It felt a little warmer as we moved along which I was quite glad of.  I stopped at one point to get the blood flowing to my toes again.  Sometimes those cycle shoes of mine leave them numb.  I swapped Loke to his flexi-leash, but he just stood there staring at me in confusion as I moved back and forth.  Finally, I picked up a small rock and threw it into the snowy field.  It began a frenzy.  The furry one bound after it and his face vanished as he began a search.  Some crazy, circular bounding and he finally flung himself down to wallow in the snow.  Frantic digging followed that for about 5 minutes.  When he calmed down, another tossed stone set him off.  He enjoyed himself.  Goof.  It really perked him when I hitched him to the trike.  He set off with as much vigor as our first mile usually has.

I didn’t stop at Ulva.  The cafe was closed and no way I was going to take the trike down an icy and very steep slope to get a closer look at the river.

Stone Fragment - Gamla Uppsala

By the time we made it to Gamla Uppsala, it was noticeably warmer and I decided to check out the churchyard there.  5 years of cycling past Gamla Uppsala at least a dozen times a year and I’d never looked for runestones there.  Gamla Uppsala church had them.  I found the three fragments first.  Clustered together, they lacked the sign giving any hint of a history.  The larger of the three didn’t have any runes I could spot, but I did think the etching looked a bit like a ship with a cross on the sail, but I have a feeling there is so much of the carving is missing, it could be a standard cross surrounded by a band of runes.

During the slow circle of the church, I again mentally kicked myself for having forgotten my sneakers.

Uppland's Runestone #978 - Gamla Uppsala

I found the sign for the mostly intact runestone at Uppsala before I found the stone.  I had a moment of confusion as I looked around for it.  The sign had been pulled up and leaned against the wall of the church almost 10 feet away.  Another reason it took me a bit to spot the stone was its color!  A bright, rusty red?!  Take a look for yourself!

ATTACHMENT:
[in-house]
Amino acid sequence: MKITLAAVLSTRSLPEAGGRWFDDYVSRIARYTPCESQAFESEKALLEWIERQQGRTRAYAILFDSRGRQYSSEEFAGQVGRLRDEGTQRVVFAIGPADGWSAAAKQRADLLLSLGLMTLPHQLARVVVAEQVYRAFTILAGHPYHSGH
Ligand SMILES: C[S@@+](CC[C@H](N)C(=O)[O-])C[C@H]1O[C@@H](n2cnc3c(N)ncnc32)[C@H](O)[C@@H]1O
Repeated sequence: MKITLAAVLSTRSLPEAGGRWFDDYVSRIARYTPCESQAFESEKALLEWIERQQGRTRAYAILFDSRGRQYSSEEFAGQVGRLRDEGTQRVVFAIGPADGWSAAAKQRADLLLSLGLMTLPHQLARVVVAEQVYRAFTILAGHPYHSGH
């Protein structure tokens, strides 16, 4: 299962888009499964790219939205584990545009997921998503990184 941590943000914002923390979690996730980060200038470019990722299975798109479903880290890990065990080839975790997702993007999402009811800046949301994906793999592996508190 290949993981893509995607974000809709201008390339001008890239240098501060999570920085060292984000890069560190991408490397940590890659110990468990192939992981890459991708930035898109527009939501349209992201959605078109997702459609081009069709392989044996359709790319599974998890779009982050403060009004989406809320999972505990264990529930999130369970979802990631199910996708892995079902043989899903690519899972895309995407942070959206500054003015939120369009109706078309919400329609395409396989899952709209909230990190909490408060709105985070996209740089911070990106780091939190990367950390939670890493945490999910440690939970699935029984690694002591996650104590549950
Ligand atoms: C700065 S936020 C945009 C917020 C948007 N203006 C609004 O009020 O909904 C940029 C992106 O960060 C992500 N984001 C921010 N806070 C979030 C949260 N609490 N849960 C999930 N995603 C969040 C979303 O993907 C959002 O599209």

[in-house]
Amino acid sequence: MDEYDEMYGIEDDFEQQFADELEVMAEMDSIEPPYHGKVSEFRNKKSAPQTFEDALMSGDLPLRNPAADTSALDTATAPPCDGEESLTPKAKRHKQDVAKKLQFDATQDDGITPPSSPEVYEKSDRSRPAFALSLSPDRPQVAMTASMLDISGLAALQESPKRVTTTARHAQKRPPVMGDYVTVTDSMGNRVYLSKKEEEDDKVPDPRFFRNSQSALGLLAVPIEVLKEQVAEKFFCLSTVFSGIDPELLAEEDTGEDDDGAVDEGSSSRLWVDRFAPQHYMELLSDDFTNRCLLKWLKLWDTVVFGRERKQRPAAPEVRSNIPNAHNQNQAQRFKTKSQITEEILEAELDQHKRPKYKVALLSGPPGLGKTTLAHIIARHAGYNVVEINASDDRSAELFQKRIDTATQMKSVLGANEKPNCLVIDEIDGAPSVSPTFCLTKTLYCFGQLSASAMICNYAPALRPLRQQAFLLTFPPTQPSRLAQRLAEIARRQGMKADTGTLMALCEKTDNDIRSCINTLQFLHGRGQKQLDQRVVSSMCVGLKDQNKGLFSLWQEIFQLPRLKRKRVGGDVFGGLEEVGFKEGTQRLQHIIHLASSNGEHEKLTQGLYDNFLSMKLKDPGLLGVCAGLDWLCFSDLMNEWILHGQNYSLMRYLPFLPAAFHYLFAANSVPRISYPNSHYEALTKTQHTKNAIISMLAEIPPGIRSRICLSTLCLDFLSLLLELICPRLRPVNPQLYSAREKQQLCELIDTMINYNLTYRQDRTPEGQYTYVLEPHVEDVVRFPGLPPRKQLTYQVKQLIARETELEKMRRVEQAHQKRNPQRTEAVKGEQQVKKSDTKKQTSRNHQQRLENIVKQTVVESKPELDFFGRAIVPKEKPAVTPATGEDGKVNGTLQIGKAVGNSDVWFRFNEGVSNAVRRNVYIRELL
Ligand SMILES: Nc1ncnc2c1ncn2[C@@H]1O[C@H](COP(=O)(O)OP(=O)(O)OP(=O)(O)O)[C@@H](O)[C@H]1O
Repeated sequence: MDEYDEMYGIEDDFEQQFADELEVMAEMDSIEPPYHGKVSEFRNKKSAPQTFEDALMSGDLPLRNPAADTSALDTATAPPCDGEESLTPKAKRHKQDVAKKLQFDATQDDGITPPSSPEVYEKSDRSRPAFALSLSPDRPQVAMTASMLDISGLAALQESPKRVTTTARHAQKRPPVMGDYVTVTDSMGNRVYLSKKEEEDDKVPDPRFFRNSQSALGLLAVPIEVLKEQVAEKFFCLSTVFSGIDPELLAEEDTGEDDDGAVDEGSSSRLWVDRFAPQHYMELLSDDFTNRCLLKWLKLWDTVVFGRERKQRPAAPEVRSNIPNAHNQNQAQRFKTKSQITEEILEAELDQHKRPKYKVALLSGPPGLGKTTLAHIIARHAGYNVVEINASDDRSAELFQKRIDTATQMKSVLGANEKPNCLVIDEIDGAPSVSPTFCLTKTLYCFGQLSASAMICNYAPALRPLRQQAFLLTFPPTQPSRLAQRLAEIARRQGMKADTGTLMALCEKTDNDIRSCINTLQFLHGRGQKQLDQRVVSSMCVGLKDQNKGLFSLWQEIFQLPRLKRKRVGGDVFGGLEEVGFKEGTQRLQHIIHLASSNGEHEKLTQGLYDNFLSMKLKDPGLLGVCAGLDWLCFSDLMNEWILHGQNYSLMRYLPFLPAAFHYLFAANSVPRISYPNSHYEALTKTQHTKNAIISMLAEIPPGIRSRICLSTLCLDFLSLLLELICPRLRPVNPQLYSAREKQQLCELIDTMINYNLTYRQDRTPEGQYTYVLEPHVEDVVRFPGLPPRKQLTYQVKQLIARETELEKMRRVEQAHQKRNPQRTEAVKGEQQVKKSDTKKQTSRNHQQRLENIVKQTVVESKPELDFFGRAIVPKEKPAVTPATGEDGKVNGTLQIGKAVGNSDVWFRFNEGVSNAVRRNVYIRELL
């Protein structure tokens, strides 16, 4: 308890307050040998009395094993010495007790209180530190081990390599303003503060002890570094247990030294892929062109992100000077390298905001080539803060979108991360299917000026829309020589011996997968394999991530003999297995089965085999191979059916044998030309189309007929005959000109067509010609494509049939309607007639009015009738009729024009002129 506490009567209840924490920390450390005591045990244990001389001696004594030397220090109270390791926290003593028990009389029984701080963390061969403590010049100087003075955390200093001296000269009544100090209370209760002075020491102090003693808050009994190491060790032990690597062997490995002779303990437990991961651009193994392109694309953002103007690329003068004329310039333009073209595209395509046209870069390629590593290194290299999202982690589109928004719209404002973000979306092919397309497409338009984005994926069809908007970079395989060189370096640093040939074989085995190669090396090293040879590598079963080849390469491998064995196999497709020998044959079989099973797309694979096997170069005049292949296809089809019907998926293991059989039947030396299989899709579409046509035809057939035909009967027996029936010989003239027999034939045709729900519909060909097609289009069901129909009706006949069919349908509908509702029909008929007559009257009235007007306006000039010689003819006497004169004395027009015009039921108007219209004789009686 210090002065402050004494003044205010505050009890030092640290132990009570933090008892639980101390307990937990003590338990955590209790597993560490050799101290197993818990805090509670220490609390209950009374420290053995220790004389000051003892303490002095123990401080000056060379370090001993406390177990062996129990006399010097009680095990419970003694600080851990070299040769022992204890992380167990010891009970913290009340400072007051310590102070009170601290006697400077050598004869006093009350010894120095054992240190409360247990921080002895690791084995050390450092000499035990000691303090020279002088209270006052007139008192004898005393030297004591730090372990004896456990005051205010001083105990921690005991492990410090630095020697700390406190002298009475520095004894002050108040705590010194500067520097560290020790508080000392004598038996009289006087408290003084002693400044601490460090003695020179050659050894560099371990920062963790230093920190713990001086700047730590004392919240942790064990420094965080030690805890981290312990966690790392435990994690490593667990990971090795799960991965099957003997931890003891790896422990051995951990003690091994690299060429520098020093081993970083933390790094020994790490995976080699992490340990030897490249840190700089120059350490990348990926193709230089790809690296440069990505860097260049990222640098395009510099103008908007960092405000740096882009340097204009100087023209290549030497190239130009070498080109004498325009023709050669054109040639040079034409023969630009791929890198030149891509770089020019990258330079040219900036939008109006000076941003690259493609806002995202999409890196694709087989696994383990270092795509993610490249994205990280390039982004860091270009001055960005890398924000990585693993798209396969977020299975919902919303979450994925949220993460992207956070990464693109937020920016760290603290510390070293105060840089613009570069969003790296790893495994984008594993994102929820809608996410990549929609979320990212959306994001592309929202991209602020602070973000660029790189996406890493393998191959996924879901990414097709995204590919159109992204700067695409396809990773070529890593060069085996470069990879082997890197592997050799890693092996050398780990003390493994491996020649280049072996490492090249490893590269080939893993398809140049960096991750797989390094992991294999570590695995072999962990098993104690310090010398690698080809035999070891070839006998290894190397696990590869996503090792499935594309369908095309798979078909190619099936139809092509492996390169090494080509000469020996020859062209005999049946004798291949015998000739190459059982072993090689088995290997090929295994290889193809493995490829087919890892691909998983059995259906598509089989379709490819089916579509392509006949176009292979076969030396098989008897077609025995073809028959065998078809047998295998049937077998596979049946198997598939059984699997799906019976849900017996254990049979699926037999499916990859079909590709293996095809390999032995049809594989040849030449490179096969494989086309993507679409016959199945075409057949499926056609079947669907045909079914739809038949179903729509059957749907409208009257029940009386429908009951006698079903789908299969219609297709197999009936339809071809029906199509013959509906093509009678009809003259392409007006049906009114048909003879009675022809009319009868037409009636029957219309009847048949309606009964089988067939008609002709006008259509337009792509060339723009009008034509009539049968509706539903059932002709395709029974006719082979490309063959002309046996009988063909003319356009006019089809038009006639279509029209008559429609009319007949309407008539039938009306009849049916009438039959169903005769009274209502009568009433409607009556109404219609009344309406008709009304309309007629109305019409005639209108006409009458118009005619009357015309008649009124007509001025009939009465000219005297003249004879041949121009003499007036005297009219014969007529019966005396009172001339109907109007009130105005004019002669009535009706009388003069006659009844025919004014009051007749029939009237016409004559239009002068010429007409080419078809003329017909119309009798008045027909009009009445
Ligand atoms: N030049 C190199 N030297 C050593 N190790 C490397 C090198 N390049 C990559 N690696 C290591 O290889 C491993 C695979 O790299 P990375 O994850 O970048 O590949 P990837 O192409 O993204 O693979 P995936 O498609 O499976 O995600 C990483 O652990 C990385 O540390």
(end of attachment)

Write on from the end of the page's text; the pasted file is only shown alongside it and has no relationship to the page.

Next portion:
I’m used to stones being various shades of gray from almost white to a dark slate hue with flecks of brown.  This is the first red one I’ve found.  Maybe by looking at the stones used in the church, I shouldn’t be so surprised.  A few are very dark red.  I’m going to make a guess this stone was definitely not made from granite which is what runestones generally appear to be carved from.

Translating the information on the sign, shows this stone’s oddities reach beyond its unusual color.  This is also one of the first runestones I’ve found to have a history as an alter table in the church.  The other interesting point is the name of the one who commissioned the stone.  Sigvid Englandsfararen or in English, Signvid England’s Traveler.  The first I’ve found a name with more than just a first name though the second one is more a descriptive term than a last name.  Kinda like Eric the Red.

I was definitely glad I stopped!

After that, it was just a short jaunt home.  I went along the busy road flanked by cycle paths.  Not only the most direct, but also the one I knew would be passable.  Some of the residential streets were still pretty ice choked and the grave mound path would be even worse.  Unpaved roads and paths are the last to melt.

When we got home, Loke immediately flattened out.  That surprised me.  Our last ride, 3 days earlier was 20 miles and the furry one had plenty of energy!  He bounced around with his ball, slept for an hour and then bullied Jens for his walk.  The next day, he tried to bully me out the door for a ride.  18 miles and he was flat on the floor.  And so flat the next day, we had to bully him out the door for his walks.  I might have worried except the day before our run, I’d taken him for vaccinations.  Kennel Cough, Parvo and Distemper.  It might have left his immune system in overdrive and little energy for anything else after the run.

Speaking of vaccinations!  While I’m dragging, I am still hoping to have a cycle season rich in tours!  When I took Loke in for his shots, I asked about getting a doggie passport.  After asking my husband about it since it was a moderate chunk of change, I took care of that yesterday.  Loke was given a rabies vaccination, his passport stamped with the info and in 5 months, he’ll be checked for the antibodies.  If they’re present, he’ll be cleared to move freely in the EU community!  While the odds of us riding outside of Norway or Sweden this year are small, at least the option is there come late August or early September.  I feel excited at the idea!

Hmm. I think I found the oomph to get out for a ride today!  Happy Day!